This morning as we walked along the Sorel (Souothé) headland we were treated once again to the wonderful sight of several red-billed choughs (caûvettes à rouoges bés) gliding overhead. This was the first time I had seen them in such numbers and heard their sharp call. We stood for some time watching as they flew in pairs, weaving and circling then swooping down to land on the rocks and call out to each other. This is a fantastic success story, testament to what can be achieved even in the most desperate of circumstances.
In times past the headland around Jersey’s north coast was farmed. Cattle, ponies and sheep (bèrcas d’falaises) grazed on these cliffs and farmers and locals collected gorse (geon) for fuel and ferns (feûgiéthe) for animal bedding. As these practices declined the headland and fields were swallowed up by dense bracken. The chough no longer had access to the grassland and arable fields that provided the food they needed to survive. By 1900 it had disappeared from the Island’s coastline.
Now, a century later the red-billed chough has been successfully reintroduced and is thriving thanks to a co-ordinated effort between the Durrell Wildlife Conservation Trust, National Trust and States of Jersey (L's Êtats d’Jèrri). A long-term vision supported by captive breeding and a structured programme of habitat restoration together with the reintroduction of grazing sheep, has made it possible for the chough to become re-established in the Island.
While walking the paths today watching the choughs and listening to the lambs bleating all around us, I could feel the power of possibility. We too have a plan. And we are starting from a much stronger position. Yes the Jèrriais language is endangered - critically endangered - but it is not yet extinct and we are going to do everything we can to keep it alive.
Imagine if the restoration of our Island’s coastline was viewed as a futile attempt at prolonging the inevitable. What would happen to our beautiful Island if we all took the view that a problem that cannot be solved overnight is a problem not worth solving? Bringing the chough back to our shores has involved years of careful planning and preparation; thousands of man-hours clearing the heathland and restoring hedgerows to re-create good quality natural habitats; a chough captive breeding programme, followed by a gradual reintroduction initiative supported by study and monitoring; and an ongoing education programme that aims to raise awareness of the plight of endangered species, helping to change attitudes and twist fate.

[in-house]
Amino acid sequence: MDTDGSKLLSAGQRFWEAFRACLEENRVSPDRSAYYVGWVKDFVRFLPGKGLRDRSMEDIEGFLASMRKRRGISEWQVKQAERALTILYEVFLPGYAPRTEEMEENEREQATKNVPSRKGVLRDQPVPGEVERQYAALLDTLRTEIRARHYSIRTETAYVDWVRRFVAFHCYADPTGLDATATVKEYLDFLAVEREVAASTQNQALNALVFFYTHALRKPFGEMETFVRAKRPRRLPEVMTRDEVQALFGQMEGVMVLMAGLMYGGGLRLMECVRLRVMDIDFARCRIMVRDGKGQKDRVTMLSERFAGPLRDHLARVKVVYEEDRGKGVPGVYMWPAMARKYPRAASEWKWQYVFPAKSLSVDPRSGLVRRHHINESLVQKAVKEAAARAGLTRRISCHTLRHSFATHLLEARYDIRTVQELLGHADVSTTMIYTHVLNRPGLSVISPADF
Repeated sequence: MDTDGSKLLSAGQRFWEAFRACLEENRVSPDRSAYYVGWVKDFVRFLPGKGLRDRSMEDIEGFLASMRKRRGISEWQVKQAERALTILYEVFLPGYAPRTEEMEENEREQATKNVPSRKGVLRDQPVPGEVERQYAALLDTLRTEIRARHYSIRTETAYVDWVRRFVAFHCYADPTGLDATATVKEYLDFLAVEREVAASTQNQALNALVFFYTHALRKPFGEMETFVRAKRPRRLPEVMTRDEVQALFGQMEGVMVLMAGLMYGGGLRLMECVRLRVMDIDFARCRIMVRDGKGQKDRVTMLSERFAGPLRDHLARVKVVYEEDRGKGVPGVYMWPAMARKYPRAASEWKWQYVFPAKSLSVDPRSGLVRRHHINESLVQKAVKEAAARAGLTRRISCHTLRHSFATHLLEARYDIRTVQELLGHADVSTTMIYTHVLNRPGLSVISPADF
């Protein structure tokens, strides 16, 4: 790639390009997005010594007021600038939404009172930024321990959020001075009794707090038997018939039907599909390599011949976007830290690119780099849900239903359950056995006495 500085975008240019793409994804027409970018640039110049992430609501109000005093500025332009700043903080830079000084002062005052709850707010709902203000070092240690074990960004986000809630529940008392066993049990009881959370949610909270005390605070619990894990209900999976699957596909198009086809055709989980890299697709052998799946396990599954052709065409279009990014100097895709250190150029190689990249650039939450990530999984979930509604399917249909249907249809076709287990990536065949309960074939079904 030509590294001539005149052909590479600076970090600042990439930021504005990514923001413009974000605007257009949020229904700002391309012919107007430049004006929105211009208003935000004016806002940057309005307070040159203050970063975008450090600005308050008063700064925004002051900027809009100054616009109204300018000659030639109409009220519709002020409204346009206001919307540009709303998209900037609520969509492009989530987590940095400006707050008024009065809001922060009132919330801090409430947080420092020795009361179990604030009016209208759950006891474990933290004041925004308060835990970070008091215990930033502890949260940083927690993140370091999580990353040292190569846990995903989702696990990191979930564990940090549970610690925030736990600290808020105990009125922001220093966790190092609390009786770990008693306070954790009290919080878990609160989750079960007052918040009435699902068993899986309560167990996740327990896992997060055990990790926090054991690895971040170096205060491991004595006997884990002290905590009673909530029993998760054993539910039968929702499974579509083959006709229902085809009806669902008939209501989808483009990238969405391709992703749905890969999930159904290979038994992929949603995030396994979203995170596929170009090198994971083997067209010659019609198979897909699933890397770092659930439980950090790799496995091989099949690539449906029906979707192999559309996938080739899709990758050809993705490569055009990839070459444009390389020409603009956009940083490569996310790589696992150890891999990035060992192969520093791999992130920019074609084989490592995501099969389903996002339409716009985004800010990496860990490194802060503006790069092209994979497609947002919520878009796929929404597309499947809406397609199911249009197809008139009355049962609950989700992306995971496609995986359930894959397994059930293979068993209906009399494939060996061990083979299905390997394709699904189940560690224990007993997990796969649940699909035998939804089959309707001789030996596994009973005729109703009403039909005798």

We too have a long road ahead of us. Like in the case of the chough our long-term goal is to create a self-sustaining population of Jèrriais speakers, but there is much ground work to be done. In the short-term we are working to create a rich environment where the language can once again take root in order to eventually flourish and survive. However, we first need to restore the Jèrriais language’s natural habitat by stamping out the invasive bracken that has been allowed to choke up so many Jèrriais voices in the years since the Second World War. The language is not a patois inferior to ‘good French’. Like the chough Jèrriais has a distinctive melodic voice that if listened to has the potential to tell us a great deal about our historic isle. The Jèrriais voice is rich with variety, composed of dialects specific to locality, family and trade. Those who have the ability to speak and understand the language are bilingual; this is a skill to be proud of.
Right now, we are creating an archive of native Jèrriais voices, something that will serve as a historical record, while at the same time becoming a vital teaching resource that will help to ensure its preservation and future as a spoken language. Our team of teachers is studying the mechanics of the language as well as the cultural and historical information that it conveys. What’s more, we are also developing a teaching programme (as part of a wider language plan) that will raise awareness of the language among children and young people in all schools, to garner their interest and provide them with the opportunity to learn. Our ‘breeding programme’ starts in 2018 and I for one have high hopes for its future.